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Sep 17, 2015 - Peroxyl Radicals: Multireference Character and Density Functional. Theory Rate ... substance that when present at low concentrations compared to that of an ..... is only partly surprising because the unreliability of T1 diagnostics has .... predict rate constants of the reactions between phenolic compounds ...

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Hydrogen Abstraction Reactions from Phenolic Compounds by Peroxyl Radicals: Multireference Character and Density Functional Theory Rate Constants Annia Galano,† Leonardo Muñoz-Rugeles,‡ Juan Raul Alvarez-Idaboy,*,‡ Junwei Lucas Bao,§ and Donald G. Truhlar*,§ †

Departamento de Química, Universidad Autónoma Metropolitana-Iztapalapa, San Rafael Atlixco 186, Col. Vicentina. Iztapalapa, 09340 México D.F., México ‡ Departamento de Física y Química Teórica, Facultad de Química, Universidad Nacional Autónoma de México, México D.F. 04510, México § Department of Chemistry, Chemical Theory Center, and Supercomputing Institute, University of Minnesota, Minneapolis, Minnesota 55455-0431, United States S Supporting Information *

ABSTRACT: An assessment of multireference character in transition states is considered to be an important component in establishing the expected reliability of various electronic structure methods. In the present work, the multireference characters of the transition states and the forming and breaking of bonds for a large set of hydrogen abstraction reactions from phenolic compounds by peroxyl radicals have been analyzed using the T1, M, B1, and GB1 diagnostics. The extent of multireference character depends on the system and on the conditions under which the reaction takes place, and some systematic trends are observed. In particular, the multireference character is found to be reduced by solvation, the size of the phenolic compound, and deprotonation in aqueous solution. However, the deviations of calculated rate constants from experimental ones are not correlated with the extent of multireference character. The performance of single-determinant density functional theory was investigated for the kinetics of these reactions by comparing calculated rate constants to experimental data; the results from these analyses showed that the M05 functional performs well for the task at hand.



INTRODUCTION Phenolic compounds have become a subject of great interest in recent decades. One of the reasons is their strong antioxidant activity, which has been mainly related to two different reaction mechanisms: electron transfer and hydrogen transfer (HT).1 While the first mechanism becomes particularly important when the phenolic OH group is deprotonated, HT can be important regardless of the protonation states of the reacting species. Numerous theoretical investigations have been devoted to such systems, which, due to the relatively large size of naturally occurring and synthetic phenolic compounds, are usually performed using Kohn−Sham density functional theory (KS-DFT) with approximate exchange-correlation functionals. The reliability of KS-DFT depends strongly on the exchangecorrelation functional that is used, but all KS-DFT calculations are based on representing the density with a single Slater determinant, and just as for wave function-based methods with single-determinantal reference functions, its reliability with currently available functionals for systems with inherently multiconfigurational wave functions is usually lower than that © 2015 American Chemical Society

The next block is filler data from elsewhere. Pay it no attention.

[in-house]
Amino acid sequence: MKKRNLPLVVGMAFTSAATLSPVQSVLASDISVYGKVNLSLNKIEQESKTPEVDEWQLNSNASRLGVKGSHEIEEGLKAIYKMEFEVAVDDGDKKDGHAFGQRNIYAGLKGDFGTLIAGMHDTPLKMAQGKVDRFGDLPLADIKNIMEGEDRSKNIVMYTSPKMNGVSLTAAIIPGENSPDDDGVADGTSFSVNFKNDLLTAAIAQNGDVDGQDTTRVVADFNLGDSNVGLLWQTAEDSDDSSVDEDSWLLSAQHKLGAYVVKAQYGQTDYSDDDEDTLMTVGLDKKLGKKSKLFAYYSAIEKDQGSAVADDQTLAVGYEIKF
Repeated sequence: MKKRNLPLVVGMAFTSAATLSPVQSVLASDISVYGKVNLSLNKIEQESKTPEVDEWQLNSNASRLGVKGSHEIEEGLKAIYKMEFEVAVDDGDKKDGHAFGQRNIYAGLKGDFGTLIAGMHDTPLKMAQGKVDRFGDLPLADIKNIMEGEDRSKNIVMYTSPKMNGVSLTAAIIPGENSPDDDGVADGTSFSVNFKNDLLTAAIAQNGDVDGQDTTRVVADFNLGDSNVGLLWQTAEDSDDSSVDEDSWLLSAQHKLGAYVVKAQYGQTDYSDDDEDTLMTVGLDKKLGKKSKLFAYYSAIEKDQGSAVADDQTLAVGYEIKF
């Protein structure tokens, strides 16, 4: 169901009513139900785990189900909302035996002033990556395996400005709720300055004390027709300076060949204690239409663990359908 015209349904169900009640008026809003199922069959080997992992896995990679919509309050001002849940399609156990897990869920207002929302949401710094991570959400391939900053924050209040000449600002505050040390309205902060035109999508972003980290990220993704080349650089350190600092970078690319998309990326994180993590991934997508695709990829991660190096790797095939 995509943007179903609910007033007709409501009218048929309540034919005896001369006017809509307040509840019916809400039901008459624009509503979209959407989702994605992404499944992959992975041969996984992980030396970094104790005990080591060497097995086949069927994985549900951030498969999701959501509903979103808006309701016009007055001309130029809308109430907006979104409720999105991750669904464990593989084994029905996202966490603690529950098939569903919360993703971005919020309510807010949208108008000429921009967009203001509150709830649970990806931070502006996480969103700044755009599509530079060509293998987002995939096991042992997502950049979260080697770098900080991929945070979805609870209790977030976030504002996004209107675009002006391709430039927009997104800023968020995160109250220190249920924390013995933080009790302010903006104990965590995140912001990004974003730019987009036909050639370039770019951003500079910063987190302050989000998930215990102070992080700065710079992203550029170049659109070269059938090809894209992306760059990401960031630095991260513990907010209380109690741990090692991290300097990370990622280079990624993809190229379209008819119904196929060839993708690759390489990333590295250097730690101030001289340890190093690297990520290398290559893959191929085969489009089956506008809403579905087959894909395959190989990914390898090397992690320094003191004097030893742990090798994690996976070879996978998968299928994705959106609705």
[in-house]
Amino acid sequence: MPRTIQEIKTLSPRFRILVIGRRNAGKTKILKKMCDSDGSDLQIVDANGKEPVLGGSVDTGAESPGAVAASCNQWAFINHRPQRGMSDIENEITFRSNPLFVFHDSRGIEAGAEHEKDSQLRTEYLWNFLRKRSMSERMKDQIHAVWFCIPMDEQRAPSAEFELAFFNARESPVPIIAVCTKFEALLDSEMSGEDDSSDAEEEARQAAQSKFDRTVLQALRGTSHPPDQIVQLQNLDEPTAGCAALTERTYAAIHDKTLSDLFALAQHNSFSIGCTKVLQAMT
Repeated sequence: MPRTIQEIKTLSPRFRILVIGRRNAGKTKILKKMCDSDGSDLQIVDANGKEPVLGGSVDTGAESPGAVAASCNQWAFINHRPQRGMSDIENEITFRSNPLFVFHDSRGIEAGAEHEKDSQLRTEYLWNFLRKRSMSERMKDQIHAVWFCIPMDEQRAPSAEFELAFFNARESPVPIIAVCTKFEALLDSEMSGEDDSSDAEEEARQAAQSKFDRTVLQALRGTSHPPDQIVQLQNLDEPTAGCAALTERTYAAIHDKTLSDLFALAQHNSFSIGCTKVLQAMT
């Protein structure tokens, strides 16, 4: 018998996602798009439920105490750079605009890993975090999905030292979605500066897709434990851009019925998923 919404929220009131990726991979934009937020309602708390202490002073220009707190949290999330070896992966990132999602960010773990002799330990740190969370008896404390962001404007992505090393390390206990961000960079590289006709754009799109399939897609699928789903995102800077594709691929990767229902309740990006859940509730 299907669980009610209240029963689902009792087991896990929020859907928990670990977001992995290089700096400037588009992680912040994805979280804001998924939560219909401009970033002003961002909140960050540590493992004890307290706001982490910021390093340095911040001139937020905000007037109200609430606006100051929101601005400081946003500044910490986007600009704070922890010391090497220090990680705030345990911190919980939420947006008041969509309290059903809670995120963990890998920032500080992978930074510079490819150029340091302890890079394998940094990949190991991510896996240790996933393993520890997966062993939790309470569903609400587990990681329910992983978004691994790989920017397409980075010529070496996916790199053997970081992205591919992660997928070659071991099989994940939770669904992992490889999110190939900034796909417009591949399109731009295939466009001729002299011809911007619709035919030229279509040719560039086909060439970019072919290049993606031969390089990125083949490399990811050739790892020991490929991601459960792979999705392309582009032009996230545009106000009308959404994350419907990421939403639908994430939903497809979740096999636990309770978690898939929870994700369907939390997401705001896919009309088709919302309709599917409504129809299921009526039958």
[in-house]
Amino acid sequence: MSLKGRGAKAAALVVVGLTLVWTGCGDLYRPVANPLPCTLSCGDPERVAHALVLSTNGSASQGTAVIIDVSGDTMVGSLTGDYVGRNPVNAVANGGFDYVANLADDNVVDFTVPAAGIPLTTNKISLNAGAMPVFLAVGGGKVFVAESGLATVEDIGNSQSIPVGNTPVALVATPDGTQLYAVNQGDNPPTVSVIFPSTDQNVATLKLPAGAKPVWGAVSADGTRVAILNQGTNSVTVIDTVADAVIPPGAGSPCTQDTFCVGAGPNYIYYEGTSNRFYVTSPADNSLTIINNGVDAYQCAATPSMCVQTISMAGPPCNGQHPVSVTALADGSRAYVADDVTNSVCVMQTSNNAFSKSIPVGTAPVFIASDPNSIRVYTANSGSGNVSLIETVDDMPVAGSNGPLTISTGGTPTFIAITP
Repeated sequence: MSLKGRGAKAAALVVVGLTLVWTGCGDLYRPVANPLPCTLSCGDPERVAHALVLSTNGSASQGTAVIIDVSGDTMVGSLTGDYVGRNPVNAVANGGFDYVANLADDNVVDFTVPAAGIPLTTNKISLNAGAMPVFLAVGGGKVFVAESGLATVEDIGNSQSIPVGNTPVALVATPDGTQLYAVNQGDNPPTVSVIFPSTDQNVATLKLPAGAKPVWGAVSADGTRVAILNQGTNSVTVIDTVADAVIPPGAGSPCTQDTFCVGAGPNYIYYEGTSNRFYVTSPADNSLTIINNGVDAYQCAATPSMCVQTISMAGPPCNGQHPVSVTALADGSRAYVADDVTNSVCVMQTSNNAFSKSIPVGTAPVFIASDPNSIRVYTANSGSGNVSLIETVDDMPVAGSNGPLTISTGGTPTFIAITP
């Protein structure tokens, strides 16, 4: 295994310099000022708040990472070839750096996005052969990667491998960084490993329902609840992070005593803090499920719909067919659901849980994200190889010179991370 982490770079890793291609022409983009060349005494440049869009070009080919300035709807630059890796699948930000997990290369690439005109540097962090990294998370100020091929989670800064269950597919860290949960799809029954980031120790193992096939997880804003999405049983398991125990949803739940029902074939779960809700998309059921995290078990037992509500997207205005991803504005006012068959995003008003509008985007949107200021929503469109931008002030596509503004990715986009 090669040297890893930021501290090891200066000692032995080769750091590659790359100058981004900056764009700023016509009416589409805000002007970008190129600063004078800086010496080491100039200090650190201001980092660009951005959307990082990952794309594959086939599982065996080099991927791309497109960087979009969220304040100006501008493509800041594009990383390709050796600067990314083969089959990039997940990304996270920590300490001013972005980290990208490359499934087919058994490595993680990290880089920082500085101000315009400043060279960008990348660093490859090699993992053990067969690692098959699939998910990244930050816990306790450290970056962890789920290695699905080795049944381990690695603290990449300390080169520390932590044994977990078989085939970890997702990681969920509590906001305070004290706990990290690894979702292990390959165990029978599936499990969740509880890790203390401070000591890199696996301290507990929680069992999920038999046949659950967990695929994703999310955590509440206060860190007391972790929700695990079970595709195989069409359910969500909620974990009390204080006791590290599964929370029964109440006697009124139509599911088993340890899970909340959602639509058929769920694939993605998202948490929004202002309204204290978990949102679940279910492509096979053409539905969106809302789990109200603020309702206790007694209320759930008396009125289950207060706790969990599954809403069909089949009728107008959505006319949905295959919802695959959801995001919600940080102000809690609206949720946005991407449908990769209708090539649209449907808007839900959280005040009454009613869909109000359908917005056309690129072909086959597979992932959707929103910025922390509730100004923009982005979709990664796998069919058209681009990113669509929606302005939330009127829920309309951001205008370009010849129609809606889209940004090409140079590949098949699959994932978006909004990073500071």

for systems whose wave function is represented qualitatively correctly by a single Slater determinant. We will follow the usual convention of labeling inherently multiconfigurational systems as multireference systems (they are also sometimes called “strongly correlated”). Peroxyl radicals (ROO•, where R denotes an organic fragment) are among the biologically relevant radicals that can be effectively scavenged by phenolic compounds to retard oxidative stress.2 In fact, it has been proposed that trapping peroxyl radicals is the main antioxidant function of phenolic compounds. 3,4 This is because the half-lives of ROO • compounds are not too short for the efficient interception by phenolic compounds.5 Because an antioxidant is defined as “any Special Issue: Piergiorgio Casavecchia and Antonio Lagana Festschrift Received: August 8, 2015 Revised: September 16, 2015 Published: September 17, 2015 4634